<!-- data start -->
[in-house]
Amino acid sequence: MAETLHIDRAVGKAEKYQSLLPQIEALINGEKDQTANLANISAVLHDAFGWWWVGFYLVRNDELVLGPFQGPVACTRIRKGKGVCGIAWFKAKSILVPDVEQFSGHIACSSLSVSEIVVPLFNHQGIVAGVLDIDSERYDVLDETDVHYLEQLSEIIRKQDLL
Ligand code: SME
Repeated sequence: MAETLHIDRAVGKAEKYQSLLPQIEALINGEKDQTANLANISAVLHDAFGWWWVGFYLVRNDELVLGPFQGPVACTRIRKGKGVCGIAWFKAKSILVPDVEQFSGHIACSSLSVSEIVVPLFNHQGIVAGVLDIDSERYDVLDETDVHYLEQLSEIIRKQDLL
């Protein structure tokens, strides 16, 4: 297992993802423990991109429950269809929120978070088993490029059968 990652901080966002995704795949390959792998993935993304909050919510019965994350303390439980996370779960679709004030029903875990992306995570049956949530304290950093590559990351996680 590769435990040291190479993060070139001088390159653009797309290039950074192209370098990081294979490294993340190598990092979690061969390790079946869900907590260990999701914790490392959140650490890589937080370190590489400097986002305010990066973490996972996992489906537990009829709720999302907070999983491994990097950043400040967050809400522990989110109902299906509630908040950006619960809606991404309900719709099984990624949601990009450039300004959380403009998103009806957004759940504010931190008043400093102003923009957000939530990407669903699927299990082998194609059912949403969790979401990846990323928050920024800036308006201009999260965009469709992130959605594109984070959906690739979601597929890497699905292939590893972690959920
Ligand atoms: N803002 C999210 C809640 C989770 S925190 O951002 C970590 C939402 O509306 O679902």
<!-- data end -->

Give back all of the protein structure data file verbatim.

[in-house]
Amino acid sequence: MAETLHIDRAVGKAEKYQSLLPQIEALINGEKDQTANLANISAVLHDAFGWWWVGFYLVRNDELVLGPFQGPVACTRIRKGKGVCGIAWFKAKSILVPDVEQFSGHIACSSLSVSEIVVPLFNHQGIVAGVLDIDSERYDVLDETDVHYLEQLSEIIRKQDLL
Ligand code: SME
Repeated sequence: MAETLHIDRAVGKAEKYQSLLPQIEALINGEKDQTANLANISAVLHDAFGWWWVGFYLVRNDELVLGPFQGPVACTRIRKGKGVCGIAWFKAKSILVPDVEQFSGHIACSSLSVSEIVVPLFNHQGIVAGVLDIDSERYDVLDETDVHYLEQLSEIIRKQDLL
């Protein structure tokens, strides 16, 4: 297992993802423990991109429950269809929120978070088993490029059968 990652901080966002995704795949390959792998993935993304909050919510019965994350303390439980996370779960679709004030029903875990992306995570049956949530304290950093590559990351996680 590769435990040291190479993060070139001088390159653009797309290039950074192209370098990081294979490294993340190598990092979690061969390790079946869900907590260990999701914790490392959140650490890589937080370190590489400097986002305010990066973490996972996992489906537990009829709720999302907070999983491994990097950043400040967050809400522990989110109902299906509630908040950006619960809606991404309900719709099984990624949601990009450039300004959380403009998103009806957004759940504010931190008043400093102003923009957000939530990407669903699927299990082998194609059912949403969790979401990846990323928050920024800036308006201009999260965009469709992130959605594109984070959906690739979601597929890497699905292939590893972690959920
Ligand atoms: N803002 C999210 C809640 C989770 S925190 O951002 C970590 C939402 O509306 O679902």